“It’s a real bal­anc­ing act,” Das says. “I feel like a gym­nast on the beam. But I have two pas­sions: One is teach­ing, one is prac­tic­ing as a plan­ner. I’ve been told end­less times I could make more if I stop teach­ing, but it’s a two-way street for me. What I bring as a prac­ti­tioner to the class­room is very unique.”

Hav­ing ac­cess to both sides makes her lessons stronger, Das says. “I take my class way out­side of the tra­di­tional class­room en­vi­ron­ment, bring­ing in real life cases to my stu­dents and get­ting them in­volved in what­ever ac­tiv­ity helps them — whether it’s shadowing fi­nan­cial plan­ners or at­tend­ing

WHEN PLAN­NERS TEACH, THEY GET A CHANCE “TO IN­TER­ACT WITH STU­DENTS, SEE THE ONES WHO ARE CA­PA­BLE AND WORK THEM INTO THEIR PRAC­TICES,” SAYS PRO­FES­SOR HYRUM SMITH.

con­fer­ences that are valu­able to them,” she says.

To nav­i­gate the time crunch caused by wear­ing two hats, Hyrum Smith, a pro­fes­sor in res­i­dence at Utah Val­ley Univer­sity and owner of the fee-only firm Fi­nan­cial Plan­ning Of­fice, is seek­ing part­ners to help man­age his prac­tice while he teaches full-time. But the bur­den has been worth it, he says. Smith has been able to turn his po­si­tion as a pro­fes­sor into a re­cruit­ing op­por­tu­nity for his own prac­tice.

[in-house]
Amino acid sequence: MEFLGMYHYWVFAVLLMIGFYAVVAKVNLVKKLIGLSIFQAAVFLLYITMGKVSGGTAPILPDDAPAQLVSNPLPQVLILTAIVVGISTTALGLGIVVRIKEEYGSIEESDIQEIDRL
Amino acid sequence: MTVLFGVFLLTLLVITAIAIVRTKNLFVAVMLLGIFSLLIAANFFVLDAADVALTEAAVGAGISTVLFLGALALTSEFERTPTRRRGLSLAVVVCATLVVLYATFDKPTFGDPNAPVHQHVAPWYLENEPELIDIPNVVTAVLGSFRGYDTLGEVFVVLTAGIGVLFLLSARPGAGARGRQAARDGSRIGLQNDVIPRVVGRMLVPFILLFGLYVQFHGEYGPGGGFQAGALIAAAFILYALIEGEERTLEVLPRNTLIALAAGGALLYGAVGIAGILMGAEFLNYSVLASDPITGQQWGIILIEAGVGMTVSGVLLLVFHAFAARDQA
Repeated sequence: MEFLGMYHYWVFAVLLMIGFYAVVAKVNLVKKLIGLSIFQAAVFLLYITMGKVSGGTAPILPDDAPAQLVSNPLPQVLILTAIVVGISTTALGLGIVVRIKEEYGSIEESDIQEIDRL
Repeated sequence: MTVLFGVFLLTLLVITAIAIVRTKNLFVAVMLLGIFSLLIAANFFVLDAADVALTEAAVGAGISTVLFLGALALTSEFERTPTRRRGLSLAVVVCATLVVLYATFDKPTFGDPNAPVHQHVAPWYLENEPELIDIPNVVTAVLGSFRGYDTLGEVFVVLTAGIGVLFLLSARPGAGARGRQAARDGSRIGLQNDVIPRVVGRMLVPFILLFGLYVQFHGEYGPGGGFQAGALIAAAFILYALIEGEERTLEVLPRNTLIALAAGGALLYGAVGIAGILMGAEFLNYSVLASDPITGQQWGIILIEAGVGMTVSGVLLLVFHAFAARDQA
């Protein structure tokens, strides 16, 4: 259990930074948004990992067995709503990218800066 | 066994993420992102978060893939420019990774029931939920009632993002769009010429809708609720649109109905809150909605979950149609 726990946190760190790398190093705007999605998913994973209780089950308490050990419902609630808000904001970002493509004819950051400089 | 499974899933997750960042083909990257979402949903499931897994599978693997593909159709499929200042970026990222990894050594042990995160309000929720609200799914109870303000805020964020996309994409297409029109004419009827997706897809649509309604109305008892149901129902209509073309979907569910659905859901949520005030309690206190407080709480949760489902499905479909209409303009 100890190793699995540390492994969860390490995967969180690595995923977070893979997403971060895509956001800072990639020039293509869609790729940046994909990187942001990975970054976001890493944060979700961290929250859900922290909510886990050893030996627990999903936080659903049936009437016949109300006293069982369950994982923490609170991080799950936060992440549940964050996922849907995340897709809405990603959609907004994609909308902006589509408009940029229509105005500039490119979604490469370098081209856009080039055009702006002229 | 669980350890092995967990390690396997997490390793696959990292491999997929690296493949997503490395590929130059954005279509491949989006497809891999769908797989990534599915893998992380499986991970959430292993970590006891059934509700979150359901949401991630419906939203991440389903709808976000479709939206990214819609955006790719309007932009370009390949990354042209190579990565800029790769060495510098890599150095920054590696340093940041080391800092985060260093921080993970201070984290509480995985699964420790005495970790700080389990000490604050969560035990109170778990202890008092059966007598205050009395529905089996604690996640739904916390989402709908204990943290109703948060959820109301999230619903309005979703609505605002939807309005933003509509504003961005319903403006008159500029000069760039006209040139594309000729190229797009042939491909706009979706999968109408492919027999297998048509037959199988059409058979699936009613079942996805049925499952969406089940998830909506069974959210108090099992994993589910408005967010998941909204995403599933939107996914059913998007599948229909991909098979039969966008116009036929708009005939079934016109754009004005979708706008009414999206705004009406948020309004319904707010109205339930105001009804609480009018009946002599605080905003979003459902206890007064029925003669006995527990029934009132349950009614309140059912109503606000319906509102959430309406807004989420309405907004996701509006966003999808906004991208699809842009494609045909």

“I’m a solo prac­ti­tioner with one em­ployee,” Smith says. “The em­ployee is a stu­dent I hired from my re­tire­ment plan­ning class who was ex­cep­tional. I see that as one ad­van­tage for prac­ti­tion­ers work­ing as pro­fes­sors — to in­ter­act with stu­dents, see the ones who are ca­pa­ble and work them into their prac­tices.”

LO­CA­TION, LO­CA­TION, …

Since the CFP Board does not re­quire pro­grams to be based in business schools, plan­ning cour­ses of­ten are found else­where on cam­puses. That means stu­dents and pro­fes­sors alike can ben­e­fit in some surprising ways.

Take Kansas State Univer­sity, for ex­am­ple: KSU’S pro­gram is housed in the school’s Col­lege of Hu­man Ecol­ogy and fea­tures course­work in fam­ily stud­ies and hu­man re­la­tion­ships, fi­nan­cial coun­sel­ing and fi­nan­cial ther­apy. The close prox­im­ity gives stu­dents a ground­ing in real-life is­sues.